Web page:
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Homily of Msgr. Allen Aganon during the ANCOP Global Summit

TODAY, our readings providentially are pointing to our conference on answering the cry of the poor. The First Reading is about Paul’s fund-raising. He was not only preaching the Gospel of Jesus, he was trying to live what Jesus was telling us. We should not close our minds regarding the needs of the people.

Jerusalem was in great need at that time, so Paul patterned his teachings to allow people to be generous, to encourage them to help other brothers in the faith.

There were others who did not want to share their bounty with the community. And so Paul was telling them that our generosity, the principle of being generous, comes from God.

I think that is the first thing we should understand about ANCOP. We are doing this primarily because God is being generous to us. Whatever we have—material blessings, essentials, talents, time—everything comes from God. He gives to us generously.

That is why God is a prodigal God. He gives to us lavishly, without counting the cost. He is ever gracious to us. That was what Paul was telling the people when he was asking them to help, not just because people need it, but because he wanted them to be like Christ.

And so answering the cry of the poor, my dear brothers and sisters, is really a grace that emanates from the love of God. That is why our theme “Love More” means to really see beyond our needs. Despite having needs ourselves, we still have to look to others, to go another mile, as what Jesus said in scripture. Because that is who God is. Loving more is to be more identified with our Lord.

That is why we in ANCOP should try to be like Christ. The Gospel, on the other hand, is telling us what temptations we could face. When we are working with the poor and giving much of ourselves, there are times when we lose sight where these things come from. Our temptation when we do good works is to tell the people we help that everything is from us, forgetting that these provisions come from God.

The evil forces will not rest until they veer us away from our source, and the one who gives direction in life. While we are doing the work of God, the evil one will tell us, “This is not from God, it’s from you!”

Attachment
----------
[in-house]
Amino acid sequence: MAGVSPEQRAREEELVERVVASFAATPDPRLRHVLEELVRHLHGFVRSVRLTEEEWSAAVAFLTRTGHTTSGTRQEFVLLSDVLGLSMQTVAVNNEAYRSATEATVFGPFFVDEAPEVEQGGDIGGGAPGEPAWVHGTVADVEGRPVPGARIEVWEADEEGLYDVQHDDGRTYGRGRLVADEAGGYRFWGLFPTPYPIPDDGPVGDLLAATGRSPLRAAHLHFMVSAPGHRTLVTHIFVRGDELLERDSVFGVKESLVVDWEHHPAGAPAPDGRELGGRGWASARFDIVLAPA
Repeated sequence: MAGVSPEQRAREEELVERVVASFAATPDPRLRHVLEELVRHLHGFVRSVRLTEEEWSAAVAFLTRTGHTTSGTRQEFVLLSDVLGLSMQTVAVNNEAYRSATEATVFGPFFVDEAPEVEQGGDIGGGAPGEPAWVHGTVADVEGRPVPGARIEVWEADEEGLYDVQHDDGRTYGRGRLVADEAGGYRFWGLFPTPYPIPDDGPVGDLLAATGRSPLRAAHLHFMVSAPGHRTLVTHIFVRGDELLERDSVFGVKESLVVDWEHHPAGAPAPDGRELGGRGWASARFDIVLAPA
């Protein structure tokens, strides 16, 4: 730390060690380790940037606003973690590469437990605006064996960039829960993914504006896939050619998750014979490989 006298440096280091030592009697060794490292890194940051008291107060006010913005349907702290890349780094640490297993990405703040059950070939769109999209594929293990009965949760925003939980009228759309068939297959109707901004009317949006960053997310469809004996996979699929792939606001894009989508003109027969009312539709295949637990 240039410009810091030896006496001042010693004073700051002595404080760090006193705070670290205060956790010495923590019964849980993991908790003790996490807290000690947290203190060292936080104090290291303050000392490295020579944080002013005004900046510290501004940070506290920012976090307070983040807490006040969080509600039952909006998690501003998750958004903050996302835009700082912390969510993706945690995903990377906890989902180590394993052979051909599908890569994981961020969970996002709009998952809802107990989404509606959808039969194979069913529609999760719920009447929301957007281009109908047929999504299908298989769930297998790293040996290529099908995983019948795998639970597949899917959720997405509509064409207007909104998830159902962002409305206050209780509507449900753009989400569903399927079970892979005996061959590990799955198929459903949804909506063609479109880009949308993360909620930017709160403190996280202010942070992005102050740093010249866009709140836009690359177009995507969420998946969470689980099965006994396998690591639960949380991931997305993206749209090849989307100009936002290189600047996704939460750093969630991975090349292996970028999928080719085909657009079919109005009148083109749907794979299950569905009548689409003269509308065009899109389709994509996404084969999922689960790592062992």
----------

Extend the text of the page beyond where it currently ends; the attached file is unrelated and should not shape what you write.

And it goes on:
As we do these good works, we should look to God, and the people will look through us and see God instead of us—that’s how things are supposed to be. When we cut ourselves from the source, people will no longer see God, they will see us.

And we will no longer see God, but we will only see ourselves. Then, the motivations change. We still do the work, we still help people, but no longer because of God.

The Gospel is very clear—we should always go back to the source, to always be connected to the One who is the source of everything that we have. We should always have these attitudes, my dear brothers and sisters, when we answer the cry of the poor.

First, humility. We have been called by God to participate in this holy work. We are not worthy, but God called us. That is what Paul always tells the community in Corinth—it is a chance for us, when someone poor is calling out for help, to participate in self-giving love. Because giving is natural, and will make us more human, more spiritual.

Secondly, when we participate in the self-giving love of God, we must always pray the prayer of gratitude. When we always thank God, whether for victories of failures, because it is a realization that everything we do is because of His grace, then whatever we do becomes holy.

And so, as we talk about and do our work with the poor, let us not lose our footing, to where we are rooted. If we do, this becomes our work, not God’s work anymore. Let us always remember that this is a call from God, the God who said, “I hear the cry of the poor, and I will answer them.” 

Added on Tuesday, July 7, 2015



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